The textbook definition of a supernova — a powerful and luminous stellar explosion — may be applied to the 2021 U.S. economy when it’s all said and done, contends one market pro.
“I think there are a number of options. We could get a supernova of growth, kind of an 8% to 10% nominal GDP. Or we could get a couple of years of 5% nominal GDP growth,” said Baird chief markets strategist Michael Antonelli on Yahoo Finance Live.
Antonelli thinks his peers on Wall Street are underestimating the recovery in the economy as more people get vaccinated for COVID-19. With greater vaccinations in the country, it raises the prospect of pent-up demand on the part of consumers being unleashed on goods and services. In turn, that could ignite the U.S. labor market and create a virtuous circle of economic activity.
Adds Antonelli, “I think the setup is there. I don’t want to say Roaring 20s as I think that will be overused. I do think the market is underestimating the amount of growth that Americans and globally consumers are going to rush out of their homes. The last thing I want to do next year is get takeout. The last thing I want to do is another Zoom call. I want to get on a plane and see my friends in New York and California. A lot of Americans will feel the same way.”
At the moment, U.S. GDP growth estimates north of 5% next year remain an outlier among experts even though an argument could be made stock price valuations reflect the more bullish outlook put for by Antonelli.
The Conference Board, for instance, assumes a 3.6% rate of growth in U.S. GDP in 2021.
“We view this scenario as the most probable. It assumes: a) new cases of COVID-19 rise in 4Q20 / 1Q21 resulting in intermittent localized lockdowns, b) limited improvement in labor markets and consumption through the end of 2020 / early 2021, c) the implementation of limited fiscal stimulus in late 1Q21 / early 2Q21, d) the imminent approval of a vaccine in 4Q20, but no broad dissemination until 2Q21, and e) a political transition that does not result in a hit to consumer or business confidence,” wrote The Conference Board’s economist team in a new note.
The group expects U.S. economic output to climb back to pre-pandemic levels by October 2021.
For its part, the Federal Reserve recently raised its 2021 U.S. GDP estimate to 4.3% from 4%. And its latest forecast paper in October, the IMF put forth a 3.1% growth estimate for the U.S. in 2021.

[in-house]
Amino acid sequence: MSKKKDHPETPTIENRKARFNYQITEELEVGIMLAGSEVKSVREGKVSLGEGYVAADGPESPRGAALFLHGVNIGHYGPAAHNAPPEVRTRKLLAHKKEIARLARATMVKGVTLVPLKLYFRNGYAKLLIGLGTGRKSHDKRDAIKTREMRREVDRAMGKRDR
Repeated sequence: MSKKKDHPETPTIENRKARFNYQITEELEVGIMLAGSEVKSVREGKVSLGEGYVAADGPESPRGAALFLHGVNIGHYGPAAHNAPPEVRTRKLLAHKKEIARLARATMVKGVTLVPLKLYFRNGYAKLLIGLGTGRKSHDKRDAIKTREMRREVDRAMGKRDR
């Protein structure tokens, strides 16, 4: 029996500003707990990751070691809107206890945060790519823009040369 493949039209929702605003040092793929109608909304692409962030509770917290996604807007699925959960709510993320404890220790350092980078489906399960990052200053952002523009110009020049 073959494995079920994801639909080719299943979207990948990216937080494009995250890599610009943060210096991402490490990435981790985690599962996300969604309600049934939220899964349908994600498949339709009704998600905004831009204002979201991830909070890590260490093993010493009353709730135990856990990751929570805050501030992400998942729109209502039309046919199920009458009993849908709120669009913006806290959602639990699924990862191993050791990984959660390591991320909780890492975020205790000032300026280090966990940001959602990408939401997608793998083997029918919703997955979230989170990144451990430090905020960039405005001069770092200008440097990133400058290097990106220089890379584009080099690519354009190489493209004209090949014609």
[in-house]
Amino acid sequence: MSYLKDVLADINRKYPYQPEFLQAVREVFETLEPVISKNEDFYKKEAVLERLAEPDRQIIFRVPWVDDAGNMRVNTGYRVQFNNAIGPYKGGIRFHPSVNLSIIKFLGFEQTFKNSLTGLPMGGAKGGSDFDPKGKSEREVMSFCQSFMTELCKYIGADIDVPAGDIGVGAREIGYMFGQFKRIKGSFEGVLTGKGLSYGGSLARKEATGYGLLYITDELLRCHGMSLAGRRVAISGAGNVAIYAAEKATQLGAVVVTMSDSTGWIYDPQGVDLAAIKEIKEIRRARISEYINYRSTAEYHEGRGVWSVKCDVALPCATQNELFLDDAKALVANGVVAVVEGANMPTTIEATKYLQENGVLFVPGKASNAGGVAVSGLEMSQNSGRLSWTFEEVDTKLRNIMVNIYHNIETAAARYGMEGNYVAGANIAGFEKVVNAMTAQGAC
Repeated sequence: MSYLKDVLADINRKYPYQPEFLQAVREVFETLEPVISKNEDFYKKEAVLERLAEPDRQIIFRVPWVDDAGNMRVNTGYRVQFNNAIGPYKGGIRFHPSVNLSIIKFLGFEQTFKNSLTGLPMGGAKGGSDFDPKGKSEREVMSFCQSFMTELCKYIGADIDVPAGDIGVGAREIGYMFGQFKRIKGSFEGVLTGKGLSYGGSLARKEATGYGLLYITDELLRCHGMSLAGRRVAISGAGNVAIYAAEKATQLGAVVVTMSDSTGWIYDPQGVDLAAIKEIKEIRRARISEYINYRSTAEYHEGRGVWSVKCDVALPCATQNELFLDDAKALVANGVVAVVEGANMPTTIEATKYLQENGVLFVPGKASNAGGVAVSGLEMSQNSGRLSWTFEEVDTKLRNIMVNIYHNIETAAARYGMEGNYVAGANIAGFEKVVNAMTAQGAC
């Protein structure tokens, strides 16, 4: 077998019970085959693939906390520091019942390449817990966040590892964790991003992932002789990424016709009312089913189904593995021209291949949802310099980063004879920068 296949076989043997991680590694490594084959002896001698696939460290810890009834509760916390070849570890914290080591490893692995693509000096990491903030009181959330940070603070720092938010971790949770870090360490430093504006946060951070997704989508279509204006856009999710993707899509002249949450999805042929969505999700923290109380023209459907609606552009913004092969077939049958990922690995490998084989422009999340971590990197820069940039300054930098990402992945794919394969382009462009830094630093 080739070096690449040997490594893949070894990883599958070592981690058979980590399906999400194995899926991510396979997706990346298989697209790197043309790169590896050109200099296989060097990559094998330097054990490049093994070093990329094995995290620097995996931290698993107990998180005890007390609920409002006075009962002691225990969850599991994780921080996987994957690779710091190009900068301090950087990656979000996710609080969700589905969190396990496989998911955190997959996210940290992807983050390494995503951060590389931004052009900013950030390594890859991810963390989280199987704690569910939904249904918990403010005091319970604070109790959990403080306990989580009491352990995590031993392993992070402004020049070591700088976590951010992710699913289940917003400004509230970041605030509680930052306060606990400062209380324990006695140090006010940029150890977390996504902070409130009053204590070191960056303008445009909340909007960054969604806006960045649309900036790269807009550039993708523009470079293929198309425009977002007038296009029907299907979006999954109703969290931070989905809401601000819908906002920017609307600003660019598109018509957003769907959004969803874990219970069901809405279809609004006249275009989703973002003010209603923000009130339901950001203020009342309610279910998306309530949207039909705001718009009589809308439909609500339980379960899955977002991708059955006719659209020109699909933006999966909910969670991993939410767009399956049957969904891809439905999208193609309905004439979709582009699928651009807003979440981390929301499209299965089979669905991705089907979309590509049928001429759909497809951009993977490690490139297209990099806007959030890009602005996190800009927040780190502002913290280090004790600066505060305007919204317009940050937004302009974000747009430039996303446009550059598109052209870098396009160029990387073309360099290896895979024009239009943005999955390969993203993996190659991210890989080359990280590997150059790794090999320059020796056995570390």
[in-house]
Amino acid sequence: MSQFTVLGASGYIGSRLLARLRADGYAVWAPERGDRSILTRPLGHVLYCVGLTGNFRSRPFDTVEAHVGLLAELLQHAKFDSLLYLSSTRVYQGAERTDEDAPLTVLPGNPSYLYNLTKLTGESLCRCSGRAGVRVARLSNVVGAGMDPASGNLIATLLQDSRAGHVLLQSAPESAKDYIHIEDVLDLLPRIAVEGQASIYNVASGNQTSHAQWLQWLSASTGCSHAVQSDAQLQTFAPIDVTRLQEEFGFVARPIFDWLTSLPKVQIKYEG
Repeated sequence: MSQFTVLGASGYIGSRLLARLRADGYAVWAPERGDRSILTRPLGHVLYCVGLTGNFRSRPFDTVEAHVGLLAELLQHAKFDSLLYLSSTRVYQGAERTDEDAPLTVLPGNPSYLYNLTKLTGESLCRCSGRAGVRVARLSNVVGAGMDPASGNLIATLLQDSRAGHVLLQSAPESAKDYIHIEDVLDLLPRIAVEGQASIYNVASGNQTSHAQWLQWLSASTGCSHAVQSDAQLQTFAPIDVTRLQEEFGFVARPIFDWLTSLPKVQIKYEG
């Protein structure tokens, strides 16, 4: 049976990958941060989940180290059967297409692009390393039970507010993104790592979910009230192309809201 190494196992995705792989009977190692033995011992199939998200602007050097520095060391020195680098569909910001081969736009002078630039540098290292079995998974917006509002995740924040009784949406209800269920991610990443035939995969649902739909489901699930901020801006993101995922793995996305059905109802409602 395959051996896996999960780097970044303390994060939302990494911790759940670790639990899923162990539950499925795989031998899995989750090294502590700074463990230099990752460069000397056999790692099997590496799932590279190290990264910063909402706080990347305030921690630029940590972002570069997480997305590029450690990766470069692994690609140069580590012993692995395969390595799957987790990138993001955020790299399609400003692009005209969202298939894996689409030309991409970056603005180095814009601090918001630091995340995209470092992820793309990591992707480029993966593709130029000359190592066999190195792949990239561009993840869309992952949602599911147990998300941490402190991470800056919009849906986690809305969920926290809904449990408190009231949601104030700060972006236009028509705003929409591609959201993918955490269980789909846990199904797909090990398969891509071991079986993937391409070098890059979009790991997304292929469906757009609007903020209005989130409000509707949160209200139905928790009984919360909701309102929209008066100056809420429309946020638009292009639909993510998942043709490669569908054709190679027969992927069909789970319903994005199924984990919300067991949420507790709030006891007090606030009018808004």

But those experts looking for much stronger than consensus economic growth (sub 4%) in 2021 is starting to pick up.
Morgan Stanley forecasts 5.9% growth next year.
“The U.S. economy, for its part, has stayed resilient through the pandemic. Consumer spending has nearly returned to pre-COVID-19 levels, while average personal incomes of U.S. households surpassed pre-pandemic levels in September, even after the first round of fiscal support expired. These and other factors suggest a sustainable U.S. recovery, even amid a difficult winter,” wrote Morgan Stanley economists.
Morgan Stanley’s forecast came two weeks or so before the passing of the latest stimulus plan. So it’s plausible to see the investment bank’s growth outlook revised higher soon.
Goldman Sachs has been consistently above consensus in recent months with its growth projection for 2021. Now, it’s incrementally more bullish amid the passing of a new round of stimulus checks.
On Monday, Goldman’s Chief Economist Jan Hatzius lifted his first quarter U.S. GDP forecast to 5% from 3% in large part from the effects of new stimulus checks to U.S. households. Hatzius left his expectation for sequentially improved GDP from the second quarter through the fourth quarter unchanged. For the full year, Goldman now sees GDP growth of 5.8% versus 5.3% previously.
Meanwhile, Jefferies’ Chief Financial Economist Aneta Markowska is modeling for 2021 GDP growth of 5%. If Trump gets his wish with $2,000 stimulus checks instead of the $600 checks passed by Congress, Markowska thinks GDP will touch 6%.
In other words, just short of “supernova” growth.
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